If it seems like there has been an unusual spike in the amount of violence since the beginning of the year it’s not an aberration.
ABC News interviewed various psychologists and criminologists about eight mass murders that have taken place in the U.S. this year.
Blaming it on the economy oversimplifies the reason for this recent increase in violence, they say. Giving into blinding rage, alcohol and drugs are all factors. There’s also this statement from University of Evansville psychology department chair Mark Kopta:
“In my book, I argue that the trough in the mass murder rate during the 1940s and 50s may have been due to the upsurge in pro-social indicators like marriage, family, jobs, college attendance, home ownership, church attendance and an overall higher standard of living. Although the rise in pro-social indicators did not deter everyone from committing mass murder, it may have dissuaded those at the margins.”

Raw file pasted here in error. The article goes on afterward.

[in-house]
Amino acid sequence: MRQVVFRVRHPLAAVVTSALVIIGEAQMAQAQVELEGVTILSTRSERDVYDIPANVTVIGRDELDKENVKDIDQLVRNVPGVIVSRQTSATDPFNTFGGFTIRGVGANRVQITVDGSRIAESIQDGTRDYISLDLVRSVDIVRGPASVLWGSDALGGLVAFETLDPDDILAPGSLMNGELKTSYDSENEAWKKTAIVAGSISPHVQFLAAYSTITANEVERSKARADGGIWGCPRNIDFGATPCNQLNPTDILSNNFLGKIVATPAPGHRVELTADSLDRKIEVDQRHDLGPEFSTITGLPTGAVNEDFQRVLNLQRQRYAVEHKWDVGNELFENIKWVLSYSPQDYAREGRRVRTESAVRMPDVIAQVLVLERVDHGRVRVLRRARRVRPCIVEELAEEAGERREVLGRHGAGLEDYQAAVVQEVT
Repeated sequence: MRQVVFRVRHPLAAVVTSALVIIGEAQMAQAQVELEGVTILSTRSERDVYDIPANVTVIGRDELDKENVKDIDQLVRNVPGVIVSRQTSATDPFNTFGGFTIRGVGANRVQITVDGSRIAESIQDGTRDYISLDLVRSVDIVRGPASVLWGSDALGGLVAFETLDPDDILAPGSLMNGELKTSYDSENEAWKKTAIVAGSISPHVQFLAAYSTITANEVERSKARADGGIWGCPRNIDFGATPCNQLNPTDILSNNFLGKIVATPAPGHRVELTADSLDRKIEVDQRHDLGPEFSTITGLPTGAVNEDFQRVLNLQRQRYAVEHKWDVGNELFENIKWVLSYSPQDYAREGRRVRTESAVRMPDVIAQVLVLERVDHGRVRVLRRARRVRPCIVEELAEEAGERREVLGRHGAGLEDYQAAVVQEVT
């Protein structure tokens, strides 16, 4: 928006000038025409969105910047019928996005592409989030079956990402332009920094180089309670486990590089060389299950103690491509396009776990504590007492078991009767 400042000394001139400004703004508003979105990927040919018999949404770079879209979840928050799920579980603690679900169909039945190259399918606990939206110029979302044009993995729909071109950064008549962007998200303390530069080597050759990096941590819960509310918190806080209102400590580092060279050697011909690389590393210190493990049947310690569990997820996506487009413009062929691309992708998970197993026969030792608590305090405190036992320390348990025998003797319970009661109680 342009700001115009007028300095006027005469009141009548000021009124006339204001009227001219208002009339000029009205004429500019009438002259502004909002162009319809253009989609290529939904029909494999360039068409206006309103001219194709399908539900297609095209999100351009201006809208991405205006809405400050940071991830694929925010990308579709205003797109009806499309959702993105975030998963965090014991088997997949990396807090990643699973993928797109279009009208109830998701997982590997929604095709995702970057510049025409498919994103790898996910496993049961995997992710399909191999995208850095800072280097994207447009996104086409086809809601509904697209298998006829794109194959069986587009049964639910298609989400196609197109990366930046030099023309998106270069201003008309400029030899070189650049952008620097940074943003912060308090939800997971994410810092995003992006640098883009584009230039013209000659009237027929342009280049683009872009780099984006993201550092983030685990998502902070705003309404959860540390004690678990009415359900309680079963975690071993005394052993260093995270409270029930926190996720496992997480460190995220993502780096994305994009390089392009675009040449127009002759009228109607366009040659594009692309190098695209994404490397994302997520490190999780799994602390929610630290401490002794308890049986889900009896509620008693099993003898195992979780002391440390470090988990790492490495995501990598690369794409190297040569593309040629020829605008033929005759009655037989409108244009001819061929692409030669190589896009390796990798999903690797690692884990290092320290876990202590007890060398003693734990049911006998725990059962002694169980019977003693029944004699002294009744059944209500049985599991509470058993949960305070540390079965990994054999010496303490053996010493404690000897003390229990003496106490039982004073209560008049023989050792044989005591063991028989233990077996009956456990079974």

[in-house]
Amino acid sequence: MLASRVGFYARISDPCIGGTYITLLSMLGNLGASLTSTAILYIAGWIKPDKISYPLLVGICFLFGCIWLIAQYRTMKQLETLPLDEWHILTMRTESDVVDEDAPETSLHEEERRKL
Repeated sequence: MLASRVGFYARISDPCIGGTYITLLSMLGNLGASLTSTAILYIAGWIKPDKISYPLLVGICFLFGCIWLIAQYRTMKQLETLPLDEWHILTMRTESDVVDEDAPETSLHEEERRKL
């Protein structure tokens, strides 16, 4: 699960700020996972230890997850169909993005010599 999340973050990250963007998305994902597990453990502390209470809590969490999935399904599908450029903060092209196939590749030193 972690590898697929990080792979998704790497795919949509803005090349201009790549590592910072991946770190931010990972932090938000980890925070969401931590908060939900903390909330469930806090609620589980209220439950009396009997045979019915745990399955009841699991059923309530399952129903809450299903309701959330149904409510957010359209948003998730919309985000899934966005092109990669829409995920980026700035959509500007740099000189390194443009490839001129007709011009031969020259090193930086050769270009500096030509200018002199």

It’s safe to say that many Christians believe their faith has helped them through difficult times whether it be job loss, a family tragedy or another type of storm.
On Easter Sunday, church attendance will again rise and the following week, attendance will go back down to normal levels. I find it hard to be disparaging here. I had been a Christmas and Easter Christian for quite some time myself.
We should all go out of our way to encourage seekers this weekend. Helping seekers move forward requires authenticity on a personal level. For the newcomers you see this weekend, greet them with a handshake and make them feel welcome.
Now, am I making some sort of Pollyanna-ish suggestion that this welcoming behavior will somehow prevent another mass killing? No.
But being welcoming and sharing our faith and what it means to us is a responsibility that extends well beyond the Easter celebration.